David Ford (director) has been collaborating on new and unusual theatre for three decades and has been associated with The Marsh for most of that time. Rarely a week goes by when residents of the Bay Area cannot enjoy one of his productions. 




Here is Derk Richardson's review for DEEP ROOTS of VISUAL MUSIC



Joan Jeanrenaud

Deconet Records

In her 20 years as the cellist in Kronos Quartet, Joan Jeanrenaud played music by an extraordinary, unprecedented range of composers including Terry Riley, John Adams, John Cage, Astor Piazzolla, Philip Glass, Henryk Gorecki, Steve Reich, George Crumb, John Zorn, Thelonious Monk, Raymond Scott, David Byrne, Jimi Hendrix, Willie Dixon and Frank Zappa. In the 17 years since leaving Kronos, the Memphis-born San Franciscan has weaned herself from dependence on other people’s pens. It was a gradual process. Her initial forays as an independent artist included a performance of Kevin Volans’ Cello Concerto, contributions to Rhymes with Silver, a rapturous album of Lou Harrison music, and her restaging of Charlotte Moorman’s 1972 Ice Music for London(as Ice Cello). Jeanrenaud’s 2002 debut solo CD, Metamorphosis, found her playing pieces by Glass, Steve Mackey, Hamza El Din, Karen Tanaka, Yoko Ono and Mark Grey.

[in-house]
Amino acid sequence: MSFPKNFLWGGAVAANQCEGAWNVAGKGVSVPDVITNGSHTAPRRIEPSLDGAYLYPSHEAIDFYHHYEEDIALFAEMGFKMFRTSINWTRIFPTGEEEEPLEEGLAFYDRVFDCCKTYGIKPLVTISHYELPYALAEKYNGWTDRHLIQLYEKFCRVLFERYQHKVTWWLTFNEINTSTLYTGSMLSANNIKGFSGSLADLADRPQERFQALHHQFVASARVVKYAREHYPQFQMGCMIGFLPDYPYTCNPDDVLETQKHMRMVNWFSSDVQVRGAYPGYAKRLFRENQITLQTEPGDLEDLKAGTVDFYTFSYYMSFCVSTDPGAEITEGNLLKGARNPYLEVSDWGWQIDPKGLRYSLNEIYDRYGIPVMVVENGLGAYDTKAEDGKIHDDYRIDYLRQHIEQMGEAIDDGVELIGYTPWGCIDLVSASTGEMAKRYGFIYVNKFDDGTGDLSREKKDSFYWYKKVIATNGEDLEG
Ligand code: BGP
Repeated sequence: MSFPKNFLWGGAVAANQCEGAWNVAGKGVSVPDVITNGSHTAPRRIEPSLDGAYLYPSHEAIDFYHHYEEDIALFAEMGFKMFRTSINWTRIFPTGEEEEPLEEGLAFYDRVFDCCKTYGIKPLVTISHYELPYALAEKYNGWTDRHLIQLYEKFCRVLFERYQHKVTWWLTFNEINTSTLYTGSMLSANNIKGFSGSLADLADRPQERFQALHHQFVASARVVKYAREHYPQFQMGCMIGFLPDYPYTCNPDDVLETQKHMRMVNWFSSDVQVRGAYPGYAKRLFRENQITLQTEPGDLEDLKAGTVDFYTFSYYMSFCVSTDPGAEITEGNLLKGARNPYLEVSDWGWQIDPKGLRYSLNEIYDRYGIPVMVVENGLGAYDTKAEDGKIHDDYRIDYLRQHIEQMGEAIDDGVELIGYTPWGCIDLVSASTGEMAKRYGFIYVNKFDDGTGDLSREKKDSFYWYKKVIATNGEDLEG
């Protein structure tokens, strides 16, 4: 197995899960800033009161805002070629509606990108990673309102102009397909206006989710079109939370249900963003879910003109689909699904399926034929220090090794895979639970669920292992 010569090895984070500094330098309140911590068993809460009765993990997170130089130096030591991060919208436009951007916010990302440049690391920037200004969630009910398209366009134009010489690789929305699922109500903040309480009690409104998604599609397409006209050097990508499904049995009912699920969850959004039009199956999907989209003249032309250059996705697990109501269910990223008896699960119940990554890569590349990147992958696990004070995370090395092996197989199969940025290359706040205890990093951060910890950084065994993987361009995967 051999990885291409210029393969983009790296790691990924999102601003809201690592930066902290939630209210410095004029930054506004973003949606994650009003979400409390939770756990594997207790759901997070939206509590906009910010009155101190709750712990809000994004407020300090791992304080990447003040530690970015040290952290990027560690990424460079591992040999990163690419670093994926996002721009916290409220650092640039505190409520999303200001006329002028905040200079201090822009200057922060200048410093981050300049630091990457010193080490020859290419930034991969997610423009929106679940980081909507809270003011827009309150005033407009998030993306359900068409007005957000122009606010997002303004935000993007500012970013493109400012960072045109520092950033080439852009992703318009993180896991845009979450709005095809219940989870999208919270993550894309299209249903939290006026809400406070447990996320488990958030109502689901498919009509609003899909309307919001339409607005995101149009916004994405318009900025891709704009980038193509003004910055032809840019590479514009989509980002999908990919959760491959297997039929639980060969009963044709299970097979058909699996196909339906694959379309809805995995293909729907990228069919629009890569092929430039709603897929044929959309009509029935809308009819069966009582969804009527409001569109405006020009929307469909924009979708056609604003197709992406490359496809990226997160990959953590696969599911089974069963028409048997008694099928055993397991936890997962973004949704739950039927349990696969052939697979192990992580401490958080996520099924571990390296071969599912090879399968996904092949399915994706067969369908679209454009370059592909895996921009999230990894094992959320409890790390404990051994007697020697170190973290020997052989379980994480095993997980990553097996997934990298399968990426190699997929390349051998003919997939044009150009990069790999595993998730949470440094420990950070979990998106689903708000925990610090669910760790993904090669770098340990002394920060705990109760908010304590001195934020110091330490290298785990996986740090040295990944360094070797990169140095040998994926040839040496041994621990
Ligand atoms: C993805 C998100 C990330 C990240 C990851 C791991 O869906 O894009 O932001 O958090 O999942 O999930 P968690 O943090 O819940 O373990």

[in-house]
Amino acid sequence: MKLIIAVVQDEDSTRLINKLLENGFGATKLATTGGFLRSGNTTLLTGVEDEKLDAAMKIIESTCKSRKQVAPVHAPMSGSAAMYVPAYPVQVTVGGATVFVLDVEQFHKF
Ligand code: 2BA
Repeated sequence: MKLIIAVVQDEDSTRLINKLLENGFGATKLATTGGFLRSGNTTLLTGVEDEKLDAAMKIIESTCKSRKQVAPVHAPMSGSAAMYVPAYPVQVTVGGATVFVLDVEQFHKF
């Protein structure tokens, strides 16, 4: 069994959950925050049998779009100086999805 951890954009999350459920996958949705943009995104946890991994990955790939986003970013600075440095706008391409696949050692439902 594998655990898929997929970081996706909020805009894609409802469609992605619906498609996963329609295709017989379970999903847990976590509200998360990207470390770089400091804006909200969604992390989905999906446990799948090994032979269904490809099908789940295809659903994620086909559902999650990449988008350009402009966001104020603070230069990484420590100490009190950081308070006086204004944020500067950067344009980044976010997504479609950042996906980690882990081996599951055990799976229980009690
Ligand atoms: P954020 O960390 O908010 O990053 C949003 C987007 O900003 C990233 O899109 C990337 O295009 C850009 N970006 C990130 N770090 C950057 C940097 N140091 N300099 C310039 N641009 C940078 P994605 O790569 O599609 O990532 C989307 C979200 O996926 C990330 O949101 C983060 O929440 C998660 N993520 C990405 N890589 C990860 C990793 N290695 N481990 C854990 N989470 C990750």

But Metamorphosis also included one Jeanrenaud composition, Altar Piece, and her subsequent recordings—2008’s eclectic Strange Toys, and 2010’s Pop-Pop, a quirky and playful crossover collaboration with percussionist and electronic beat artist PC Muñoz—are collections of original works, realized through sometimes elaborate processes of looping and overdubbing as well as collaboration with other instrumentalists.